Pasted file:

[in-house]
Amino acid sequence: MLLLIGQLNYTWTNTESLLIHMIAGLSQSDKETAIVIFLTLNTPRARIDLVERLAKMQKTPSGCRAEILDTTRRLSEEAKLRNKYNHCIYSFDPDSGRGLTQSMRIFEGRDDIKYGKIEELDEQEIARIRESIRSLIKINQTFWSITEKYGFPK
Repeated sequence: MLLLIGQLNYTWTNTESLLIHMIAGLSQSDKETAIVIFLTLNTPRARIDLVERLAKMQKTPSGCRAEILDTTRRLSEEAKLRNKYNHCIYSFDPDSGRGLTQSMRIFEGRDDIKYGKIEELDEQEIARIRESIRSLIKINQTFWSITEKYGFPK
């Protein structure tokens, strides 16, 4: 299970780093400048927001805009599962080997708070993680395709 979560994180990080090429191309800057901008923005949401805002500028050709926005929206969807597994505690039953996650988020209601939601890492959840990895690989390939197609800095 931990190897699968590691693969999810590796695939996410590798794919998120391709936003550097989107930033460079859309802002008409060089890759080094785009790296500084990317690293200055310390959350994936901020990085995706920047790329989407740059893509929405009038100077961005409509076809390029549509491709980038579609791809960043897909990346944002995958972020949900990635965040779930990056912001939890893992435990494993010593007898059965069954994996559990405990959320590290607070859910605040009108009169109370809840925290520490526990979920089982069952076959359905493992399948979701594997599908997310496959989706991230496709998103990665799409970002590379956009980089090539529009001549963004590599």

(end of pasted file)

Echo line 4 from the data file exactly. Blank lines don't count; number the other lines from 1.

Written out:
């Protein structure tokens, strides 16, 4: 299970780093400048927001805009599962080997708070993680395709 979560994180990080090429191309800057901008923005949401805002500028050709926005929206969807597994505690039953996650988020209601939601890492959840990895690989390939197609800095 931990190897699968590691693969999810590796695939996410590798794919998120391709936003550097989107930033460079859309802002008409060089890759080094785009790296500084990317690293200055310390959350994936901020990085995706920047790329989407740059893509929405009038100077961005409509076809390029549509491709980038579609791809960043897909990346944002995958972020949900990635965040779930990056912001939890893992435990494993010593007898059965069954994996559990405990959320590290607070859910605040009108009169109370809840925290520490526990979920089982069952076959359905493992399948979701594997599908997310496959989706991230496709998103990665799409970002590379956009980089090539529009001549963004590599």